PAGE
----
I’ve been working my way around the Capital Ring, a walking path that goes round outer-ish London, through its green bits, since last February. I’ve been doing it sporadically, obviously (as some people can complete it in a few weekends) and having surgery in the summer put a stop to me doing it at all, up until now (this is my first walk back on the ring). I started on section 7, as that was the bit closest to home and today I completed section 12. There are fifteen sections in total and I do plan on doing them all, completing the circle, so that I’m back at the beginning of section 7 again. I may manage to complete it in 2017, I do have more surgery coming up but my recovery from this one should be a lot quicker. The biggest problem I have with doing the Capital Ring, is the time it takes for me to travel to the starting and ending points, I live in zone 6 in south west London, so travelling right across to the other side of London, as I had to do today, takes some time. I am looking forward to when my route gets a bit closer to home again, I predict, when I get to that point, I’ll be able to finish the ring in a big rush just because I won’t have to spend so much time (which is difficult to schedule), travelling to get there. Anyway, if you’d like to catch up with the other sections I’ve walked, they are all over on my old blog, you can find the posts here, my favourite highlights so far definitely have to be walking through Harrow on the Hill, Fryent Country Park and Highgate Wood.
So, section 12, Highgate to Stoke Newington, this one is a relatively easy section, there’s only one steep hill and that’s right at the beginning (and I’ve tackled far worse on other sections) and with a great big chunk of the route being in Parkland Walk, which has to be one of the thinnest parks ever, as it’s an old, abandoned railway line, it’s quite hard to get lost (at least until the end of the section that is but I’ll save that moan for later).
My favourite bit of Parkland Walk has to be the old abandoned platforms at Crouch End.
I also really liked the graffiti / street art.
And the spriggan was pretty cool, which according to the Tfl guide is
a kind of goblin. Spriggans were grotesquely ugly, found at old ruins guarding buried treasure and generally acting as fairy bodyguards. They were also said to be busy thieves. Though usually small, they had the ability to swell to enormous size – they’re sometimes speculated to be the ghosts of old giants. They were said to steal human children and leave baby spriggans in their place.
After the Parkland Walk, the section goes onto the New River, which is neither a river or not actually that new, it was built to carry fresh water into London and still does apparently!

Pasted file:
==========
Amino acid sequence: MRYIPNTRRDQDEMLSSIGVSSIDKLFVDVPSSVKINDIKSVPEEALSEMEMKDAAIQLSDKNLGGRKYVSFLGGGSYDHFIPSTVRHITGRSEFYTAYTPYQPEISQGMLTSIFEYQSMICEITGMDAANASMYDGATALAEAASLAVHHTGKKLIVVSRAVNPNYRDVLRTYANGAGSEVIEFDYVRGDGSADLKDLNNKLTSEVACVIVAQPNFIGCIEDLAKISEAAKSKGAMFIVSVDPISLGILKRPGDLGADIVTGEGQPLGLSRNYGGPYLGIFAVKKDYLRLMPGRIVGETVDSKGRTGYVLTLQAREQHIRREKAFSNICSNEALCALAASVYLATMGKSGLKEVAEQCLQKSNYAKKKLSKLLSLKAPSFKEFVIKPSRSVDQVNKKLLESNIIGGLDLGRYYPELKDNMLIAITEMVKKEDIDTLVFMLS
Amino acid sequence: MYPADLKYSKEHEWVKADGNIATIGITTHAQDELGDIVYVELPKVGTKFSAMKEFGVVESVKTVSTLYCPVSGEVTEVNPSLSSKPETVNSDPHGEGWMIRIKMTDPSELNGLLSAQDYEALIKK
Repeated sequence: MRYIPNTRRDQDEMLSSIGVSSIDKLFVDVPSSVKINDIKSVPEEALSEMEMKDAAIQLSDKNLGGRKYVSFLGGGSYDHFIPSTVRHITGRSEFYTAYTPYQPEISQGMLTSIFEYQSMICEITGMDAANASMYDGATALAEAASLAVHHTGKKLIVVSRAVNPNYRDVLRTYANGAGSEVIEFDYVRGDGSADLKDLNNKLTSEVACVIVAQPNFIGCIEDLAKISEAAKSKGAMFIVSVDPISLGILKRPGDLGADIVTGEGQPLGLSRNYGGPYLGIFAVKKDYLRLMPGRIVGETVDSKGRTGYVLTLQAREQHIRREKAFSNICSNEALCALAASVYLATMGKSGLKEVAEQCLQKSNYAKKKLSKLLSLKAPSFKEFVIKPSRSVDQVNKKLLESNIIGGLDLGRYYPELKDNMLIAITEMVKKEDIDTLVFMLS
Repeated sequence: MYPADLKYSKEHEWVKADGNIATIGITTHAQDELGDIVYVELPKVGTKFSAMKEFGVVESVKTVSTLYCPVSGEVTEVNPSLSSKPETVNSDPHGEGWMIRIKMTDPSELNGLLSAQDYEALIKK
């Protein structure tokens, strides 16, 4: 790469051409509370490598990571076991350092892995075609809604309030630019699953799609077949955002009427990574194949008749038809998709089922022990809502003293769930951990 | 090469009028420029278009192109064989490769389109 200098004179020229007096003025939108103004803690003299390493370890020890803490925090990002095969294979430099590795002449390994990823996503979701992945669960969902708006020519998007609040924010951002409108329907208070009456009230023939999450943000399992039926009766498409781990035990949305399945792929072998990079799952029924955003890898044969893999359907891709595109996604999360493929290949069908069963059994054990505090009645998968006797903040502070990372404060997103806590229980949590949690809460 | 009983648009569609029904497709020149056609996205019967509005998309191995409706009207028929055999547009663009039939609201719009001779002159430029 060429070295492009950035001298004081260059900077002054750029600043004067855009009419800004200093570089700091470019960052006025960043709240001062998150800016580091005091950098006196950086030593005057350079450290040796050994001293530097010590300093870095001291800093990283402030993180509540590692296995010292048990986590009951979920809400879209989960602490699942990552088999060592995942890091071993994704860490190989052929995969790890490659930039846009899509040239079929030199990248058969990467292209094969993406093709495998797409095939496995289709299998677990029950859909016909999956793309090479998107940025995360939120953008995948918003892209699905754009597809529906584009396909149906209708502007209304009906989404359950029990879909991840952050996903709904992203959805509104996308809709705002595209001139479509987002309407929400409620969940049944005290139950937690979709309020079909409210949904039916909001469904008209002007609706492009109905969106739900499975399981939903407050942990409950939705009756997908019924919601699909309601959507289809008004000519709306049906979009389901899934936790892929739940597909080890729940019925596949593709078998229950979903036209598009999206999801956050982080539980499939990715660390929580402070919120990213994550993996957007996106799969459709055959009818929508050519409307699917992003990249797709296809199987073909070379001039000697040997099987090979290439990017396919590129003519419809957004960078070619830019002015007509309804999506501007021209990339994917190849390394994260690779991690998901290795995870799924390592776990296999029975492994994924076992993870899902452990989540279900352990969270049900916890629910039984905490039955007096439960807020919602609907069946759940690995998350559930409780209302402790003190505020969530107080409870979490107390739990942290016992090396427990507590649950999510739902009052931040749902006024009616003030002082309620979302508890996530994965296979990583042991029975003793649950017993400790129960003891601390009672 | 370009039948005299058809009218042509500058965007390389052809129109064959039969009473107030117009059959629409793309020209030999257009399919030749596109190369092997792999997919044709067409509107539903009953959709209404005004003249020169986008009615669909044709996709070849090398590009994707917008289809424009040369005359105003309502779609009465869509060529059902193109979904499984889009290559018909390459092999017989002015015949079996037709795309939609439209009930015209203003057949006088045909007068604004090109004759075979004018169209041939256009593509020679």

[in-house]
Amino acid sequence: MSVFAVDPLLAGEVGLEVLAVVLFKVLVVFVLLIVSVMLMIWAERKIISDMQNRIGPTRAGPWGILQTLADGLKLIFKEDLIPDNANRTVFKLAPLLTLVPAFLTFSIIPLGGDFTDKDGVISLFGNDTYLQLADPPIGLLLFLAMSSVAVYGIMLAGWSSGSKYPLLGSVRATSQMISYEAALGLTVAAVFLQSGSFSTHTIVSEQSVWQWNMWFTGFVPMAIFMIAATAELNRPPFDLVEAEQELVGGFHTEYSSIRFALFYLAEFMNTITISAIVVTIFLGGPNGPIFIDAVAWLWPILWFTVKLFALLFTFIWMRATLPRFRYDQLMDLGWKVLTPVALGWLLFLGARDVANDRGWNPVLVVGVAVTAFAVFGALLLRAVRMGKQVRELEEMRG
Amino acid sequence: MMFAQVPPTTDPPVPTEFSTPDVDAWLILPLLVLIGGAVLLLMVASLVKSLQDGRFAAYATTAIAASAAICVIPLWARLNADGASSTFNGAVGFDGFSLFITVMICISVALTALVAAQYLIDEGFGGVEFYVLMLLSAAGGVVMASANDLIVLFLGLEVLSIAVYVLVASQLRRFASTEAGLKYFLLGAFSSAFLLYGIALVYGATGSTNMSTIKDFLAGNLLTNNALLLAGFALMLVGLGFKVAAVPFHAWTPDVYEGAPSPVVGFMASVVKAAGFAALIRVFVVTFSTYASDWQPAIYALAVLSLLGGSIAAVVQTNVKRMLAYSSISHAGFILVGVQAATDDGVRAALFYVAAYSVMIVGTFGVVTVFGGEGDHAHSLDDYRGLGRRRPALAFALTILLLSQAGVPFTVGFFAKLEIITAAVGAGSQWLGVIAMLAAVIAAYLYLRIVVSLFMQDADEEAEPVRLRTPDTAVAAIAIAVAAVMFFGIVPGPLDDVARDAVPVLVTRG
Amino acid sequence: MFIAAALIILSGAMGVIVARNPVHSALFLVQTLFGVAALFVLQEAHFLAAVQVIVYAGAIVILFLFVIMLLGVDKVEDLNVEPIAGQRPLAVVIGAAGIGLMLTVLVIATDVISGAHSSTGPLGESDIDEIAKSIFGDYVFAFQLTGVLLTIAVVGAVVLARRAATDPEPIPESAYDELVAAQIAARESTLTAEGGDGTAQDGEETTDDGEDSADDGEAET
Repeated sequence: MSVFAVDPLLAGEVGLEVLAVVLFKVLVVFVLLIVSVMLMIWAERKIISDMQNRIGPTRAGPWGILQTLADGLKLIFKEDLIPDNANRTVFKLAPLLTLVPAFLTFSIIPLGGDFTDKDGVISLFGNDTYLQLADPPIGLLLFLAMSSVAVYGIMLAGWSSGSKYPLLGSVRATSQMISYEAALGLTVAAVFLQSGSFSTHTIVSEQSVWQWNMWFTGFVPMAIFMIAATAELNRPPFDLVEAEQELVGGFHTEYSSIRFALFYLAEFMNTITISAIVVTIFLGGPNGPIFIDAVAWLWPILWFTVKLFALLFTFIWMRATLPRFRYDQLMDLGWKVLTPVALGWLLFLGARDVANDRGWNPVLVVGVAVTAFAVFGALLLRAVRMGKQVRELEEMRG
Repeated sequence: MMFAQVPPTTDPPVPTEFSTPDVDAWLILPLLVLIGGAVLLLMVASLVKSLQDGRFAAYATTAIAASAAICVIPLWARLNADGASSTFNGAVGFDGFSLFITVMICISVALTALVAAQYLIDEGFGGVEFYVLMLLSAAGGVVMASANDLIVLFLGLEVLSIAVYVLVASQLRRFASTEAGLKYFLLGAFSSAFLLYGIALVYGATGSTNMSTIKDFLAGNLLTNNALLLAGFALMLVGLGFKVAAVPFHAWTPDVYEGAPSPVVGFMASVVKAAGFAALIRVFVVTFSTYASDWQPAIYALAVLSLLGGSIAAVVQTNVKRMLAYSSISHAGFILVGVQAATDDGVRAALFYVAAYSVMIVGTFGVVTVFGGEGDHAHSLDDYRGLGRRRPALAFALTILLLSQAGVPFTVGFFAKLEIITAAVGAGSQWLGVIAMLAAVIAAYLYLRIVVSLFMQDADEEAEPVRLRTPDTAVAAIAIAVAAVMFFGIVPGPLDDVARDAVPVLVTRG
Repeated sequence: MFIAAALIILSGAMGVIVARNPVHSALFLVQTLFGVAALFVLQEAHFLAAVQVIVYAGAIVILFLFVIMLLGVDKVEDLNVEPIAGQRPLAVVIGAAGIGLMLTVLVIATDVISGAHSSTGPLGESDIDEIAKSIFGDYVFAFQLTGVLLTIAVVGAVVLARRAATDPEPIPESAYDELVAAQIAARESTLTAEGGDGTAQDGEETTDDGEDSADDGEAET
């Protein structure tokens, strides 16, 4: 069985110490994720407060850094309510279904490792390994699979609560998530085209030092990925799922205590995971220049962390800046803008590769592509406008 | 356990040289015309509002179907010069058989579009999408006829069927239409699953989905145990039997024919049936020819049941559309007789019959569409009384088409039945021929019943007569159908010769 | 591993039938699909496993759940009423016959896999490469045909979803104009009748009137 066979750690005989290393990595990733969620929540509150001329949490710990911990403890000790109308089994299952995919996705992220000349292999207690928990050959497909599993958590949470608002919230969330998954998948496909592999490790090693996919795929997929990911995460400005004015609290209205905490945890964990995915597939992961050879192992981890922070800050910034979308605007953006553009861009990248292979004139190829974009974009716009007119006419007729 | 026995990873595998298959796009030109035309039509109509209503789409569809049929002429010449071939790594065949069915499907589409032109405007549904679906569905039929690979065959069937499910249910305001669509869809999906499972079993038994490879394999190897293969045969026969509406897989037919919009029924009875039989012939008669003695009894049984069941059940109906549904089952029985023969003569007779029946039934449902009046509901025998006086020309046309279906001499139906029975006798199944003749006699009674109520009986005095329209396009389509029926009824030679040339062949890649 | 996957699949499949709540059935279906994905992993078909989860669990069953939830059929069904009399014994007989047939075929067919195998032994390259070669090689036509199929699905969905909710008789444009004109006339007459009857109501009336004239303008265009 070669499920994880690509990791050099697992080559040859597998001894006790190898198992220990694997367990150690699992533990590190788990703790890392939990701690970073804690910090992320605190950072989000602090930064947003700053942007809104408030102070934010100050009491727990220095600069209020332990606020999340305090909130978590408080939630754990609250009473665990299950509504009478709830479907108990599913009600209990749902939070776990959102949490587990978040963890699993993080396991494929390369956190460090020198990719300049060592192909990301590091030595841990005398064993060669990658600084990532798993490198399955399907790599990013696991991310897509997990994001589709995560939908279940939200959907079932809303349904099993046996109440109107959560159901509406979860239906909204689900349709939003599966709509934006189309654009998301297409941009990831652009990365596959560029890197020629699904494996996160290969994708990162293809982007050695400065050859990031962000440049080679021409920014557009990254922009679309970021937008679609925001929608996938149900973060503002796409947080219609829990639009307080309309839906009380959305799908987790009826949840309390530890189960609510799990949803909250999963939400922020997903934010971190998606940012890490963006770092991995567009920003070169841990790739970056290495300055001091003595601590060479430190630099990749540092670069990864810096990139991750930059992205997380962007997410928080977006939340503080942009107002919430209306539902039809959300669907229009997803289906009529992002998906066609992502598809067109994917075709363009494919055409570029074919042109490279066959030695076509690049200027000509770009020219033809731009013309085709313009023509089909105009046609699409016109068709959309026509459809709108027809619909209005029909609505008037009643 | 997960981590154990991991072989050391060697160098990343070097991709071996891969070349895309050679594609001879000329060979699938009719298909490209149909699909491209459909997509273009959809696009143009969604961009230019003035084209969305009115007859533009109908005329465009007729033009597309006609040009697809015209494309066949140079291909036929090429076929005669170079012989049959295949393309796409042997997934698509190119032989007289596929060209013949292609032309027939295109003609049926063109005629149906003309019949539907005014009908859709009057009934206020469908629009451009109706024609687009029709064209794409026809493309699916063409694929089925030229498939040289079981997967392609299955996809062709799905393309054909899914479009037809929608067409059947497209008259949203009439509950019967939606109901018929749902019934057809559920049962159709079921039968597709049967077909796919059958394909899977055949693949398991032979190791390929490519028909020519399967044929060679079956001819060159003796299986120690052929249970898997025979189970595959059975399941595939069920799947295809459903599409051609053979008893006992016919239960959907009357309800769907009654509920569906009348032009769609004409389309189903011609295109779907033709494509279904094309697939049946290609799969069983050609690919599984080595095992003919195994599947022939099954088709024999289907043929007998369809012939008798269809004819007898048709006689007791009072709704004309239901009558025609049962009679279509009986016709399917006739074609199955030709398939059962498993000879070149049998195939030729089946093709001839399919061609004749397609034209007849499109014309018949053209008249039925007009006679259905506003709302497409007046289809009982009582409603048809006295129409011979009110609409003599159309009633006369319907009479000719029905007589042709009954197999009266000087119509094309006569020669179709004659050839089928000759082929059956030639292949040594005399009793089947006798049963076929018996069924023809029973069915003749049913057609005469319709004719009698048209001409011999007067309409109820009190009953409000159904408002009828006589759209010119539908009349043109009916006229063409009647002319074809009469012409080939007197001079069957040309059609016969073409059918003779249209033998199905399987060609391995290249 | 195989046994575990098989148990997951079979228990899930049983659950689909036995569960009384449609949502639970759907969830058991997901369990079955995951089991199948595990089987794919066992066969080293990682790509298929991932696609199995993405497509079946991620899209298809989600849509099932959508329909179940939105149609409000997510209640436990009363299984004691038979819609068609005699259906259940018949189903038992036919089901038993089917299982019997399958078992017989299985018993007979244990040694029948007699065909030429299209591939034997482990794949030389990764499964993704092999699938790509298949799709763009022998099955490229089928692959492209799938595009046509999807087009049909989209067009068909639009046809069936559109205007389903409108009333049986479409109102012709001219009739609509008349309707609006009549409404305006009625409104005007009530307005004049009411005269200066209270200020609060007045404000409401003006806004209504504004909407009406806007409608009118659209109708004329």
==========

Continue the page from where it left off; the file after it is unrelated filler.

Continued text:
Unlike the Parkland Walk, which was pretty busy with Christmas walkers and runners, this bit of the walk was pretty deserted which I am always sad to say, can, as I’m on my own, give me a bit of the creeps, which is at the same time both totally sensible and horribly wrong but until women can go and walk where ever we want without getting creeped out (and for many, many other reasons), it may be the 21st century but we still need feminism. Unfortunately, there are quite a few ‘lone female creepy bits’ on the Capital Ring and although that is most definitely not going to stop me, it does mean that it is another thing I have to take into consideration when deciding when I’m going to tackle another section, as depending on the time of year and whether it’s the weekend or a weekday, you can feel more secure knowing that there are other walkers around.
The path along the New River did get a bit less salubrious though, as it approached two reservoirs.
After the New River, there was some walking through the streets before getting to Clissold Park, which had two lovely old churches.
And then more walking through the streets before getting to Abney Park cemetery.
Then it was on to the overground station and home. And my moan? Unfortunately, the Capital Ring isn’t always well signposted, if you’re planning on doing it, definitely print off the map and written instructions for your section. There are meant to be signposts, either wooden posts if in parks etc. or actually signs if out on the street and they are not always there (or in the case of one section I’ve done, hidden by plant growth). So when I’m navigating I rely far more on the written instruction but having signposts do help (as one path in a park can pretty much look like another path, in my experience) and unfortunately, in this section, the signposting in the last third is very patchy / non-existant, so I did get sort of lost a couple of times, grrrhhh.